It’s been lovely to watch more new growth come out this first week of spring – more daffodils blooming and tulips popping up, quince and forsythia starting to show some color – albeit with snow in the forecast.
But far from dimming the anticipation of spring, the chance of moisture holds out hope that we’ll have a break in the drought, and a shot at being able to garden normally this year.
It’s with such a hope that people are planting gardens now. Extension agent Rebecca McMahon reminds us that even though we’ve had some cold days, it is indeed the season for planting the cool-season garden. When the soil is sufficiently dry, a whole host of fruits and vegetables can start their amazing journey in our yards: rhubarb, strawberries, potatoes, onions, peas, cabbage, broccoli, cauliflower, lettuce, radishes, onions, spinach, turnips, beets.
But it’s not only the more common edibles that can go in now. When a friend mentioned that she wanted to put in red currants and a plum tree this year, I was a little taken aback. Those are not plants you see listed on the garden calendar. Have I been blind to pints of the semi-translucent red orbs and purple plums at the farmers markets?
I also was a little put out. Why hadn’t I thought of planting red currants and a plum tree? That sounds as charming as a gingham apron. Which, come to think of it, I haven’t been wearing lately.
Rebecca said that both types of fruits indeed can grow here. But they do have some requirements.
Red currants do better in climates that don’t get as hot as Wichita does, and for that reason, they need a bit of light afternoon shade to cut out some of the scorching sun, along with a well-drained location.
“We’ve had them in the demo garden, and they’ve been very productive,” she said. (I guess I missed that part of the tour.) “In the right spot, if they’re well cared for – they like a good amount of water, though not with their roots sitting in it – they should do fine. Plant them now.”
I guess I should pick up some red currant jelly, because I don’t even know what red currants taste like. From what I could find online, they taste like a sour raspberry, but with the sensation of biting into a blueberry.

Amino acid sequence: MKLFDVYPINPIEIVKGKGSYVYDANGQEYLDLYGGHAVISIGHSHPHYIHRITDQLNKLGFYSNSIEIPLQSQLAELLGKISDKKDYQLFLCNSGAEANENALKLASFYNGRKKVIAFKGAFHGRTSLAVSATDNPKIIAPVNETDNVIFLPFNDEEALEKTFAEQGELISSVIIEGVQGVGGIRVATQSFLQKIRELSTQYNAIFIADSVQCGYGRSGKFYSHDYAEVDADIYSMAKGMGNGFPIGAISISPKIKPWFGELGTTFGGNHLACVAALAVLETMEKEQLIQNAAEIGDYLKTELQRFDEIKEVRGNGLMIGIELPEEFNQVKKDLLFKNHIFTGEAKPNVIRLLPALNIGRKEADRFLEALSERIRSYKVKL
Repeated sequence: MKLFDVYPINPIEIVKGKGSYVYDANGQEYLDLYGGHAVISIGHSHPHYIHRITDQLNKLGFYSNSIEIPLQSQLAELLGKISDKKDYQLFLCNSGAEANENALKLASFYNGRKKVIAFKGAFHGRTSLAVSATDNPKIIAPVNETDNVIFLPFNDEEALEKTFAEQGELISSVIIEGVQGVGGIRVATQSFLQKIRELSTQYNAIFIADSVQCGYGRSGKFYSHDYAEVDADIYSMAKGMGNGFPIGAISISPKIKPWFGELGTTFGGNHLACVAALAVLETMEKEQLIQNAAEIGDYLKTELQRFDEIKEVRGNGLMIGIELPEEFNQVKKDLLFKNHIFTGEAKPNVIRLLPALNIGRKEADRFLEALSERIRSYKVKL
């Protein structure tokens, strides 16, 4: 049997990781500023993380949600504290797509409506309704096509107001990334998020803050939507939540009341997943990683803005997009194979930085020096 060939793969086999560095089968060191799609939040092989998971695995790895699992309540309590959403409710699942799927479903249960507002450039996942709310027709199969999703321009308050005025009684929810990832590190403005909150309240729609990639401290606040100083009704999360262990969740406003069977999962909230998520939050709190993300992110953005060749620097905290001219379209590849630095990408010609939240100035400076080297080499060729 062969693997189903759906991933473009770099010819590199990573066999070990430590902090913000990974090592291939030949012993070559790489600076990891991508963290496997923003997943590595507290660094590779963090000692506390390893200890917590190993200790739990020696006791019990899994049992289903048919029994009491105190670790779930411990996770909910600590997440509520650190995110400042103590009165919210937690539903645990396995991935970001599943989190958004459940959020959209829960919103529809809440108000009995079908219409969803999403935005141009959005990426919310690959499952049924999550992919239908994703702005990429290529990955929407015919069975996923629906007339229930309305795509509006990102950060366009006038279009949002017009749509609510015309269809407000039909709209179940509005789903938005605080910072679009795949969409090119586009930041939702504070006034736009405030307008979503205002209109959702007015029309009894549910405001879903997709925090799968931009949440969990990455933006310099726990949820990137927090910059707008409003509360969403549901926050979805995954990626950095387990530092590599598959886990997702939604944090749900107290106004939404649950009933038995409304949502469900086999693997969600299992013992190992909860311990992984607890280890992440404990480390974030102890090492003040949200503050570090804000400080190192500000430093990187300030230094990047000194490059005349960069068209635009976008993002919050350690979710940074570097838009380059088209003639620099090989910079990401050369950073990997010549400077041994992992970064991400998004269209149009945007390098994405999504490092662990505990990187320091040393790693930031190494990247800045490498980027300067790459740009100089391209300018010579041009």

Plums are a stone fruit, so if you’ve had problems growing cherries or peaches, you probably will have problems with plums too, Rebecca said. They also need a well-drained location, which could be atop a berm.
There are two main types. We’re more familiar with red Japanese plums for eating, she said, but those tend to have the same problems as apricots do in our climate: They often bloom early and then get zapped by a frost, preventing fruiting. Most Japanese plums also need a pollinator, meaning you need room for two trees, and you take on a second early-freeze risk. “That’s often strike three” against planting them, Rebecca said.
The other type, the European blue-purple plum, is more reliable and usually self-pollinating, she said. So if you plan to plant a plum, plan to plumb its pollinating pitfalls – and check out its tolerance to spring frost before deciding on a variety.
No matter what type of fruit tree you plant, be aware that it will require water to get established, the same as any other tree. But to produce good fruit, it will need even more water than a typical non-fruiting plant, Rebecca said. That makes sense. Fortunately for my friend, she has gone beyond the charm of red currant fruit to siphon her children’s bathwater to the plants.